- Sell-off of drugs stockpiled for NHS could be triggered if sterling falls in coming weeks
- Devaluation could be sparked by markets’ concerns UK will crash out of EU with no deal
- ABPI calls for temporary restrictions on certain drug export deals to protect stockpiles
Fresh concerns have been raised that drugs stockpiled for a no-deal Brexit could be sold off before the 31 October deadline unless ministers intervene.
The Association of the British Pharmaceutical Industry this week warned a sell-off of stockpiled medicines could be triggered if the pound devalues against the Euro on currency markets, which finance experts say is likely if traders fear the UK will crash out without a deal.
The industry body has refreshed its call for ministers to introduce temporary restrictions on certain drug export deals, so-called “parallel exports”, to protect the stockpiles (See box: Parallel exporting explained).
Some of the stockpiles could be sold by wholesalers to take advantage of favourable currency fluctuations. They would not need the consent of the manufacturers, NHS or government to do so.
An ABPI spokeswoman told HSJ: “If the value of the pound against the Euro should fall in the run-up to Brexit it becomes more profitable for traders to sell medicines abroad that were originally intended for the UK.”
She added: “It’s important the government thinks through options they have, in line with guidance from the [European] Commission, so that stockpiles of medicines we have built up will be secured and remain available for British patients.”
The ABPI would not comment on which types of drugs or sectors were particularly at risk of being sold off.
However, the loss of any medicines would represent a major blow to contingency plans for a no-deal Brexit. The industry lobby group first called for a short-term ban on parallel exporting drug deals in March in the run-up to the initial Brexit deadline. The prospect of a no-deal exit has increased since then, so concerns are rising.
The Department of Health and Social Care said in March it was “aware of concerns raised about this issue and continue to work closely with the NHS, industry and the supply chain to ensure patients continue to access medicines in the same way they do now – whatever the EU exit outcome”.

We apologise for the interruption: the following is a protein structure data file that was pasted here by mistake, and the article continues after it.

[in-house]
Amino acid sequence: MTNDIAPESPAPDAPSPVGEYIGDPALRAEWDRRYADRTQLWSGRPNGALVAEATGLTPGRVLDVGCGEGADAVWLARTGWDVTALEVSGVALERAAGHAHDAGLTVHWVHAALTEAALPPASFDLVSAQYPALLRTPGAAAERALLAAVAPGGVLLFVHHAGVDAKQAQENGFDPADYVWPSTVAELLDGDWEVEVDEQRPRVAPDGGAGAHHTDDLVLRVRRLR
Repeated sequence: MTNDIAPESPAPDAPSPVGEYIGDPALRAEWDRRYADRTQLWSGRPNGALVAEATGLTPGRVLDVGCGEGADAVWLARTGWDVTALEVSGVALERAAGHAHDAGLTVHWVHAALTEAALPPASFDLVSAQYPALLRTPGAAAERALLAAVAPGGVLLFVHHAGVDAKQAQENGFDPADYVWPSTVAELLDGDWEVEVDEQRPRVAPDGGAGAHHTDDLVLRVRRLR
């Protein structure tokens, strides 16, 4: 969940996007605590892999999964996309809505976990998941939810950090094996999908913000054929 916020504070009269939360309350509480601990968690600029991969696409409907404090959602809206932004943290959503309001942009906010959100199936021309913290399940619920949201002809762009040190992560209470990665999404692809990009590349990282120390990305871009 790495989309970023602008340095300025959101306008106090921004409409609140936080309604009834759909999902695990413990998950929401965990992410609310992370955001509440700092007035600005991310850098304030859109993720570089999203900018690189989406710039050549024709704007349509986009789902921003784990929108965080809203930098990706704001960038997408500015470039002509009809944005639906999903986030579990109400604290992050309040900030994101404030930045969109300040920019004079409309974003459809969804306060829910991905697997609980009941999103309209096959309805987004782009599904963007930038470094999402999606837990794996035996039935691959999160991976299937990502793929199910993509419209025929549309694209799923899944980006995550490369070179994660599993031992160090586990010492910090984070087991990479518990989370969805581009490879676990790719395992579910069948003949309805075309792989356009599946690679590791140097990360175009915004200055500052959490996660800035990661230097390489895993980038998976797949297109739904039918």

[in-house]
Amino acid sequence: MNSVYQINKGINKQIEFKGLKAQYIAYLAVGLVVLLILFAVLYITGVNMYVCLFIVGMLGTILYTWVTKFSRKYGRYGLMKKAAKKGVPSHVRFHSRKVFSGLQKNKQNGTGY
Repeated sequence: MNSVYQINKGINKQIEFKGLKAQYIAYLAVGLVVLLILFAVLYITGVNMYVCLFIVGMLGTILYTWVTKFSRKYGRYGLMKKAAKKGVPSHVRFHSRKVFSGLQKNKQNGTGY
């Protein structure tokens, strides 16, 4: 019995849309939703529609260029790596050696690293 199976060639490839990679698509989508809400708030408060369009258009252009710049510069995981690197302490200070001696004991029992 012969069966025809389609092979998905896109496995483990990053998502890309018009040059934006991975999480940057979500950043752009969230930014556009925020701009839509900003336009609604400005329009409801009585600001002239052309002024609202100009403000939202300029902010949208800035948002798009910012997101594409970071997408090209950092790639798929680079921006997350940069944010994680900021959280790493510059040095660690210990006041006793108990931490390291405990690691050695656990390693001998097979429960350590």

The DHSC is also in the process of finding a provider for a £25m contract to set up an “express freight service” to deliver medicines and medical products into the country in the event of a no-deal Brexit.
The DHSC said the service was “intended to deliver small parcels of medicines or medical products on a 24-hour basis, with additional provision to move larger pallet quantities on a two-to-four-day basis”.
The large drug companies have also been drawing up their own contingency transport plans, with senior NHS and industry sources telling HSJ it is hoped the government plans will only be a last resort.
The DHSC declined to answer whether it was preparing plans for a temporary ban on parellel exporting.
It said in a statement: “We continue to work closely with the NHS, industry and distributers to help ensure the supply of medicine and medical products remains uninterrupted once we leave the EU on 31 October, whatever the circumstances. We want to reassure patients in the UK that we are taking all appropriate steps to prepare for Brexit.”
Parallel exporting explained
Parallel exporting is the cross-border sale of medicines within the EU by traders and wholesalers outside of the manufacturer’s distribution system and without the manufacturer’s consent.
Parallel export of medicines is a legal practice. It is more likely when the pound is weaker against the Euro, which means it is more profitable to sell those medicines within European markets.
The ABPI said UK pharmaceutical companies were concerned the practice could mean the additional stockpiles could run down quickly.
There is little manufacturers can do to mitigate against the practice unless the government acts.
Information supplied to HSJ